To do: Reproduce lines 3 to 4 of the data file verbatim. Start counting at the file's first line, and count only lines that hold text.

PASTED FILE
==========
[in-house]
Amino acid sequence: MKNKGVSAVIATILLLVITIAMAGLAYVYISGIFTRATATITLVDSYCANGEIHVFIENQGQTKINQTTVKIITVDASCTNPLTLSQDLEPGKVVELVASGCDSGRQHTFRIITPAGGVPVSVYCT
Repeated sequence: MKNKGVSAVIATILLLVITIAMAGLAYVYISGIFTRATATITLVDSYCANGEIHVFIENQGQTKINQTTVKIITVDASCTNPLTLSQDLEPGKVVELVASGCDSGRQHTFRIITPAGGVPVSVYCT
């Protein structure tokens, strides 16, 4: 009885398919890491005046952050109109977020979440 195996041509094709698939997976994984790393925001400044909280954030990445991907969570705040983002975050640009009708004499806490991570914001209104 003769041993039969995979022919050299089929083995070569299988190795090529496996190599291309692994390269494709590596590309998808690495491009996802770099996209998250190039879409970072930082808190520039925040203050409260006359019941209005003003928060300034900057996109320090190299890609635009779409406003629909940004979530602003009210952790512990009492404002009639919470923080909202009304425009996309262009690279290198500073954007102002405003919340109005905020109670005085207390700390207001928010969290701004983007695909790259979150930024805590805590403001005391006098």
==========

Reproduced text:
Repeated sequence: MKNKGVSAVIATILLLVITIAMAGLAYVYISGIFTRATATITLVDSYCANGEIHVFIENQGQTKINQTTVKIITVDASCTNPLTLSQDLEPGKVVELVASGCDSGRQHTFRIITPAGGVPVSVYCT
């Protein structure tokens, strides 16, 4: 009885398919890491005046952050109109977020979440 195996041509094709698939997976994984790393925001400044909280954030990445991907969570705040983002975050640009009708004499806490991570914001209104 003769041993039969995979022919050299089929083995070569299988190795090529496996190599291309692994390269494709590596590309998808690495491009996802770099996209998250190039879409970072930082808190520039925040203050409260006359019941209005003003928060300034900057996109320090190299890609635009779409406003629909940004979530602003009210952790512990009492404002009639919470923080909202009304425009996309262009690279290198500073954007102002405003919340109005905020109670005085207390700390207001928010969290701004983007695909790259979150930024805590805590403001005391006098």